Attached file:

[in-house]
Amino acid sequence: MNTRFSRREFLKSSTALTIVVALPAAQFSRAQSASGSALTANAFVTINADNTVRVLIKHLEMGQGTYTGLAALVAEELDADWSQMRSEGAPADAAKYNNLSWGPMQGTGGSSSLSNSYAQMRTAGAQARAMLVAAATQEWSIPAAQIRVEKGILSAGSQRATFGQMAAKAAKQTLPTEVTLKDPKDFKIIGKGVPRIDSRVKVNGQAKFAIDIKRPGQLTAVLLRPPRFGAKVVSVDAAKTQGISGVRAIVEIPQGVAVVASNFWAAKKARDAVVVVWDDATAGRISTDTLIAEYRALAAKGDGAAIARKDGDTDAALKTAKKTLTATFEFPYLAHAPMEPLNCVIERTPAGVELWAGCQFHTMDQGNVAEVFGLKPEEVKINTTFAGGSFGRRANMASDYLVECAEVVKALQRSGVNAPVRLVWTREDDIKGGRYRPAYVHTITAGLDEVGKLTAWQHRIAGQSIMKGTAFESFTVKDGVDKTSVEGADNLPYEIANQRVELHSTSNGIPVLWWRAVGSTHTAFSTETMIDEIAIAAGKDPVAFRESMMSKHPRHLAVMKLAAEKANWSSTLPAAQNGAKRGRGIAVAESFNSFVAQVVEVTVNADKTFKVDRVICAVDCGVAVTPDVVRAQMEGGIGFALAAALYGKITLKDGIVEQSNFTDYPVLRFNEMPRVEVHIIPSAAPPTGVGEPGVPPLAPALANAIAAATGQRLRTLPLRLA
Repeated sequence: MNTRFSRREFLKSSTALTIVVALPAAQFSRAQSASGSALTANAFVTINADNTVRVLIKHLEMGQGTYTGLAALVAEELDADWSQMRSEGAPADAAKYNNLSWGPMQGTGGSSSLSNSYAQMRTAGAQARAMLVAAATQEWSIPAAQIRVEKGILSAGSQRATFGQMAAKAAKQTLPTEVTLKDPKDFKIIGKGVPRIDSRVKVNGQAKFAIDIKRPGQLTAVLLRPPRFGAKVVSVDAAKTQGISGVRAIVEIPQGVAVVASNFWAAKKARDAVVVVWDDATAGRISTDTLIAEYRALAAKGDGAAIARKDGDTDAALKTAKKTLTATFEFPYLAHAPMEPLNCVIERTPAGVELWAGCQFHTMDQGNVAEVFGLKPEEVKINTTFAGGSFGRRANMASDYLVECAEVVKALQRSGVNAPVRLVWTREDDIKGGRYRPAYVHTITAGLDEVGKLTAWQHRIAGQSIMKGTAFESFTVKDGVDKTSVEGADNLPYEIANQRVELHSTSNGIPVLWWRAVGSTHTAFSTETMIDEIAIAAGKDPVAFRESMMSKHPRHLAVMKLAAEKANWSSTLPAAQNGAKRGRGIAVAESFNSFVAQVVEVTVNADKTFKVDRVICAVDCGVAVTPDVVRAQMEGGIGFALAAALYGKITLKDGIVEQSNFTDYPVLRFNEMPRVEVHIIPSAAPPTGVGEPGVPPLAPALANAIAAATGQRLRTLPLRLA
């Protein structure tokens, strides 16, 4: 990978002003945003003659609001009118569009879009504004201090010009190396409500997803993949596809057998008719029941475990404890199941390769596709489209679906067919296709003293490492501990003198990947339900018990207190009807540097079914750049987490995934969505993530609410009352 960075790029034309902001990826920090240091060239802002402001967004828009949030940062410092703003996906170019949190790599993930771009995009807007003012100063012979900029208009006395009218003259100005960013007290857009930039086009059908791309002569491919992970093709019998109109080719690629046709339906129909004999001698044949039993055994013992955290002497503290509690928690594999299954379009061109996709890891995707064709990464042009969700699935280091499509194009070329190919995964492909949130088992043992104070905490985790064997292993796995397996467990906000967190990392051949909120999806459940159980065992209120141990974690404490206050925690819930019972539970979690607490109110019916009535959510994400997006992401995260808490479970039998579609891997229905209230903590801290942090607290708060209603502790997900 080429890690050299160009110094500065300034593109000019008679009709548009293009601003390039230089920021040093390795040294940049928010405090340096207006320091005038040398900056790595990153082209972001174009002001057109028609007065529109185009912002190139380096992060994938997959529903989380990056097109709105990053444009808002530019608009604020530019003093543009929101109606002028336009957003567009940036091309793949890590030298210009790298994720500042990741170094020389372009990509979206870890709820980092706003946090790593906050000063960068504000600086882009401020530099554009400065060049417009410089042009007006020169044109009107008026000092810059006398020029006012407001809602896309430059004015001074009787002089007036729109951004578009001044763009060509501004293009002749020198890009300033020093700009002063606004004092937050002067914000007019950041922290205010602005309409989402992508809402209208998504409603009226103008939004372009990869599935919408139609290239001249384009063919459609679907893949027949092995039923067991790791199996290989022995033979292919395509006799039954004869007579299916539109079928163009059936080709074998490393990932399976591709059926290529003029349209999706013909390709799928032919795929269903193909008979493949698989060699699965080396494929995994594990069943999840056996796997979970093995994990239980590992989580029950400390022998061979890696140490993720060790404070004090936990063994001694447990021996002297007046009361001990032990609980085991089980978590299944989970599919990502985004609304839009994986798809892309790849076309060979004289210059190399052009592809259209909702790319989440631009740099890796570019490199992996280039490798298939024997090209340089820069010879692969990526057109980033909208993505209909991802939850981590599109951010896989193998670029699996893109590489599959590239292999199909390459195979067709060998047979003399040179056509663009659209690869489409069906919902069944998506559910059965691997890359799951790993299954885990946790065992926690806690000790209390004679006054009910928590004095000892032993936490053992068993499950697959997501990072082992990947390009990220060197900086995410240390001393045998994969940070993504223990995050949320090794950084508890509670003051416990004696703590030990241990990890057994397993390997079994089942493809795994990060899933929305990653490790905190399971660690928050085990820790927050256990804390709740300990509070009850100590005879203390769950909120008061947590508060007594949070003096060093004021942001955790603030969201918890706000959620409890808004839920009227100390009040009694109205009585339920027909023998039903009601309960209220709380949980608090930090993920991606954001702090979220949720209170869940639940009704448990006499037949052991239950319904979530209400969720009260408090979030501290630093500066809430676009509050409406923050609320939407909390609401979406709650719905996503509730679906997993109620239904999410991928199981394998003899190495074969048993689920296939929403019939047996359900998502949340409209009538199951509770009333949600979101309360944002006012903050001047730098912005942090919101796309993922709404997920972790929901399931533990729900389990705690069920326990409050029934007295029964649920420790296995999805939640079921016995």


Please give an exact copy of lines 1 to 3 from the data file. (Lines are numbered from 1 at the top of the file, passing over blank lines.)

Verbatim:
[in-house]
Amino acid sequence: MNTRFSRREFLKSSTALTIVVALPAAQFSRAQSASGSALTANAFVTINADNTVRVLIKHLEMGQGTYTGLAALVAEELDADWSQMRSEGAPADAAKYNNLSWGPMQGTGGSSSLSNSYAQMRTAGAQARAMLVAAATQEWSIPAAQIRVEKGILSAGSQRATFGQMAAKAAKQTLPTEVTLKDPKDFKIIGKGVPRIDSRVKVNGQAKFAIDIKRPGQLTAVLLRPPRFGAKVVSVDAAKTQGISGVRAIVEIPQGVAVVASNFWAAKKARDAVVVVWDDATAGRISTDTLIAEYRALAAKGDGAAIARKDGDTDAALKTAKKTLTATFEFPYLAHAPMEPLNCVIERTPAGVELWAGCQFHTMDQGNVAEVFGLKPEEVKINTTFAGGSFGRRANMASDYLVECAEVVKALQRSGVNAPVRLVWTREDDIKGGRYRPAYVHTITAGLDEVGKLTAWQHRIAGQSIMKGTAFESFTVKDGVDKTSVEGADNLPYEIANQRVELHSTSNGIPVLWWRAVGSTHTAFSTETMIDEIAIAAGKDPVAFRESMMSKHPRHLAVMKLAAEKANWSSTLPAAQNGAKRGRGIAVAESFNSFVAQVVEVTVNADKTFKVDRVICAVDCGVAVTPDVVRAQMEGGIGFALAAALYGKITLKDGIVEQSNFTDYPVLRFNEMPRVEVHIIPSAAPPTGVGEPGVPPLAPALANAIAAATGQRLRTLPLRLA
Repeated sequence: MNTRFSRREFLKSSTALTIVVALPAAQFSRAQSASGSALTANAFVTINADNTVRVLIKHLEMGQGTYTGLAALVAEELDADWSQMRSEGAPADAAKYNNLSWGPMQGTGGSSSLSNSYAQMRTAGAQARAMLVAAATQEWSIPAAQIRVEKGILSAGSQRATFGQMAAKAAKQTLPTEVTLKDPKDFKIIGKGVPRIDSRVKVNGQAKFAIDIKRPGQLTAVLLRPPRFGAKVVSVDAAKTQGISGVRAIVEIPQGVAVVASNFWAAKKARDAVVVVWDDATAGRISTDTLIAEYRALAAKGDGAAIARKDGDTDAALKTAKKTLTATFEFPYLAHAPMEPLNCVIERTPAGVELWAGCQFHTMDQGNVAEVFGLKPEEVKINTTFAGGSFGRRANMASDYLVECAEVVKALQRSGVNAPVRLVWTREDDIKGGRYRPAYVHTITAGLDEVGKLTAWQHRIAGQSIMKGTAFESFTVKDGVDKTSVEGADNLPYEIANQRVELHSTSNGIPVLWWRAVGSTHTAFSTETMIDEIAIAAGKDPVAFRESMMSKHPRHLAVMKLAAEKANWSSTLPAAQNGAKRGRGIAVAESFNSFVAQVVEVTVNADKTFKVDRVICAVDCGVAVTPDVVRAQMEGGIGFALAAALYGKITLKDGIVEQSNFTDYPVLRFNEMPRVEVHIIPSAAPPTGVGEPGVPPLAPALANAIAAATGQRLRTLPLRLA